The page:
The Lighting Research Center (LRC) at Rensselaer Polytechnic Institute is the world's leading center for lighting research and education. Established in 1988, the LRC has been pioneering research in solid-state lighting, light and health, transportation lighting and safety, and energy efficiency for nearly 30 years, and is internationally recognized as the preeminent source for objective information on all aspects of lighting technology and application.
Mark S. Rea (email@example.com) is Professor of Architecture and Cognitive Sciences at the Lighting Research Center. He served as LRC Director from 1988 to 2017. Dr. Rea is well known for his research in circadian photobiology, mesopic vision, psychological responses to light, lighting engineering, and visual performance. He is the author of more than 250 scientific and technical articles related to vision, lighting engineering, and human factors. He has been elected Fellow of the Society of Light and Lighting (UK) and Fellow of the Illuminating Engineering Society. Biographical sketch.
Jaimin Patel (firstname.lastname@example.org) is a plant pathology research scientist at the Lighting Research Center. He is well respected in his field for developing innovative control strategies for diseases, especially those affecting vegetable, cereal, oilseed crops and ornamental crops. Dr. Patel is the author of more than 40 scientific articles and serves as the senior editor of Plant Health Progress, a peer-reviewed journal of applied plant health. During his career, he has collaborated with scientists from around the world to study multiple crops and a variety of plant pathogens. Biographical sketch.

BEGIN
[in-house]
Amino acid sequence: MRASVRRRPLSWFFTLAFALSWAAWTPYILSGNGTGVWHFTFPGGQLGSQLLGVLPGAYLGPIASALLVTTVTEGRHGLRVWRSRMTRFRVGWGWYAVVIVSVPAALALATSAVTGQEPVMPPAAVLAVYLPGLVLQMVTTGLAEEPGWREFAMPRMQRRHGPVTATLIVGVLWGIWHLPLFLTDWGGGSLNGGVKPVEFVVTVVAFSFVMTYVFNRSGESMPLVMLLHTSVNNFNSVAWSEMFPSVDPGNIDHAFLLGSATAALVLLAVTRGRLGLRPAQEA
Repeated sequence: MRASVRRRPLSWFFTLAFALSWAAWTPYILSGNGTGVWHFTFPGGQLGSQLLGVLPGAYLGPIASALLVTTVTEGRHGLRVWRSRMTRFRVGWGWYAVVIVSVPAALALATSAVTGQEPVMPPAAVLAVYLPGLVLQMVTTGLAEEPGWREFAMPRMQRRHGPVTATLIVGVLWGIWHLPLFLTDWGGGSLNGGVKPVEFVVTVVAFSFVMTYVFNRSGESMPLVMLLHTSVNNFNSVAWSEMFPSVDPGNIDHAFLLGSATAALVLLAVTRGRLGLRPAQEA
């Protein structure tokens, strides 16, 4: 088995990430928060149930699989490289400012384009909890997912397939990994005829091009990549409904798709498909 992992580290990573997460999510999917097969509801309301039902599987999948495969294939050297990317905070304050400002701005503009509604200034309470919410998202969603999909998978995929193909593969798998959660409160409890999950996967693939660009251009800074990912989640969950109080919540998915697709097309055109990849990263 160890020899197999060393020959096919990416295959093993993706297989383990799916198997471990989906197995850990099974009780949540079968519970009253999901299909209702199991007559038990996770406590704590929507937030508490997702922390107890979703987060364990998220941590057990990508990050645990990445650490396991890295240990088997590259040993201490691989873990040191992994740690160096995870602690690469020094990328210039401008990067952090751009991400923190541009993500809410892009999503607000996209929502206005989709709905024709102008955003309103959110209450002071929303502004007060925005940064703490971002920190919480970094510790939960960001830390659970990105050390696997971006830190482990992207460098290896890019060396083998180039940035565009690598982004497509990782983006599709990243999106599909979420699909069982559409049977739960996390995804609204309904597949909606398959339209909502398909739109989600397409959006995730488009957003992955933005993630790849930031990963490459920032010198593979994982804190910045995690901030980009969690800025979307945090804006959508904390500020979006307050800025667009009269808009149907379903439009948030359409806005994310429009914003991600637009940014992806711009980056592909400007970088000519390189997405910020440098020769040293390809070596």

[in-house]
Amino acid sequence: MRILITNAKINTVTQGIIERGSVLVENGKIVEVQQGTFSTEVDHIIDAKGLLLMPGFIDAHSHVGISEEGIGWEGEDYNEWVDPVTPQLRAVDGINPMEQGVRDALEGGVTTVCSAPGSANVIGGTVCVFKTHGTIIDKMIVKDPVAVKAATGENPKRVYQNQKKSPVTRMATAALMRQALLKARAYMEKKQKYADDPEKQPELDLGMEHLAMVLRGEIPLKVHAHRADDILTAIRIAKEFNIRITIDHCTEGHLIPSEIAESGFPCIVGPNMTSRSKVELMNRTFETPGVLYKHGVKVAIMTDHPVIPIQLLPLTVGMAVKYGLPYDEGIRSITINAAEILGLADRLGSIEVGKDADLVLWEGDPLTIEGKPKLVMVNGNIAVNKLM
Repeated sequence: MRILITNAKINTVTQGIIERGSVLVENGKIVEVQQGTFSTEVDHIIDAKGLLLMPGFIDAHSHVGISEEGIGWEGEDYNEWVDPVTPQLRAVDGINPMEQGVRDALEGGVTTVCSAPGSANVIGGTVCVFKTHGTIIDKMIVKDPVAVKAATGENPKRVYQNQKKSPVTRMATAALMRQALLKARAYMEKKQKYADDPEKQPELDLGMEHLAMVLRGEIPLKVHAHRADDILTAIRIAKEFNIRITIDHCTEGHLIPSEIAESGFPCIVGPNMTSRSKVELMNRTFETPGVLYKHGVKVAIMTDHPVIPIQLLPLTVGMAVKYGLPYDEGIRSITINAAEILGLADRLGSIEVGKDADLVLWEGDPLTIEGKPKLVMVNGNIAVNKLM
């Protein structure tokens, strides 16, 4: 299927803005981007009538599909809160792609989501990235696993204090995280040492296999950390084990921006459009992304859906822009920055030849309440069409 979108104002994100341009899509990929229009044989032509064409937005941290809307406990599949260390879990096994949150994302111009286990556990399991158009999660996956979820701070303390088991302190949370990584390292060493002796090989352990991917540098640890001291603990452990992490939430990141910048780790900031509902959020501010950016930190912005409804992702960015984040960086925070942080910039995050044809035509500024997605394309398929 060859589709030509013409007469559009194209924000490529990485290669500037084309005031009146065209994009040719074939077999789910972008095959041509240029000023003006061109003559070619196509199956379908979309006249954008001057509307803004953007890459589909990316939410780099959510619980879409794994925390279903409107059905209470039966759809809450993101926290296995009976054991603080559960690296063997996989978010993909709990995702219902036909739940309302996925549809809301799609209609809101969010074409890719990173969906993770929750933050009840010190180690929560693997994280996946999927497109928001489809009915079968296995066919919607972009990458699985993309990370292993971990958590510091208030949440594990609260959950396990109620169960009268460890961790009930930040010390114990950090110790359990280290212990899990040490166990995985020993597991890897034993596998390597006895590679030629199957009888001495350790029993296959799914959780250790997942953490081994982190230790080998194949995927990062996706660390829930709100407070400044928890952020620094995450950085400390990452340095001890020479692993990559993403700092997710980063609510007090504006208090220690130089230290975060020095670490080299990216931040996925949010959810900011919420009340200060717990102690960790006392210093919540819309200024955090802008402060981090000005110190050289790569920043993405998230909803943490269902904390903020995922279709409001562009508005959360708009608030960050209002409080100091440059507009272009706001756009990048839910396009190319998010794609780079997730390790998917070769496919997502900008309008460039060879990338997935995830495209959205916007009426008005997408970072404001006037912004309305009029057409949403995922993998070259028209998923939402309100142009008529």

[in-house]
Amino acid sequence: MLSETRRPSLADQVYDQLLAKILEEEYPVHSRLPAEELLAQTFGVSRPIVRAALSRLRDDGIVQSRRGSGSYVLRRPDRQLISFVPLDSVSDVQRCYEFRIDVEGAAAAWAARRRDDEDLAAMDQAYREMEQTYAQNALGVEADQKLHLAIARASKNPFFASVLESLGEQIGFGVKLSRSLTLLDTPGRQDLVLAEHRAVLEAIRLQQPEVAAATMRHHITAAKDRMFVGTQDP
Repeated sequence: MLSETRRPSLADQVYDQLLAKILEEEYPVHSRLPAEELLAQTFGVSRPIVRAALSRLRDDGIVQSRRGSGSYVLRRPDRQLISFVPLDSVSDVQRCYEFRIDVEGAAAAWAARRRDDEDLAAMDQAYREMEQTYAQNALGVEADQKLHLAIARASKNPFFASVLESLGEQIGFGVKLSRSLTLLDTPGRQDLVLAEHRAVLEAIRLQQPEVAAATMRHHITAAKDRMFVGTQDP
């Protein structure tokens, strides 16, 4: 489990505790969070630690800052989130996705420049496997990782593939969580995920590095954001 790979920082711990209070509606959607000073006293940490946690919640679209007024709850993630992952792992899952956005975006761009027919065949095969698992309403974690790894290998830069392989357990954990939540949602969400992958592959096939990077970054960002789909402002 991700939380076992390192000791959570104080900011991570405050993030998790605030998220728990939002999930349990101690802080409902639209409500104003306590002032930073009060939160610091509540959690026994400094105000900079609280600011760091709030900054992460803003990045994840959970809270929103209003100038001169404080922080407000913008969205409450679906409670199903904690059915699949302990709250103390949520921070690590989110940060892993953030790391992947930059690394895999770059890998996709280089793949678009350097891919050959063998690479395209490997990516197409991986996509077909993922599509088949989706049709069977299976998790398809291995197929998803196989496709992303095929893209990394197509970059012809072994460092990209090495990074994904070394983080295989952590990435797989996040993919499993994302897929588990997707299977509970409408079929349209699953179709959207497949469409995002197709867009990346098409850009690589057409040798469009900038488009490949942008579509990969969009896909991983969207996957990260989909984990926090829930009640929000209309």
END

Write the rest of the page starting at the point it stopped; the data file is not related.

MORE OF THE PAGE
The Norwegian Institute of Bioeconomy Research (NIBIO) is the national research and advisory service of Norway, and is the largest organization of its kind in northern Europe. Co-located in Ås, adjacent to the campus of NMBU, NIBIO is focused on creation and delivery of high-value research to benefit producers, people, and the environment. Complete state-of-the-art facilities are available to resident faculty and visiting scientists.
Arne Stensvand (email@example.com) leads the Fruit Pathology Group in NIBIO, and is an adjunct professor at NMBU. He is an internationally-recognized expert on diseases of fruit crops and also provides domain expertise on the practical use of UV and visible light to suppress powdery mildews and mites, based upon his conduct of numerous trials in Norway using fixed arrays, mobile booms, and automated robotic devices. Biographical sketch.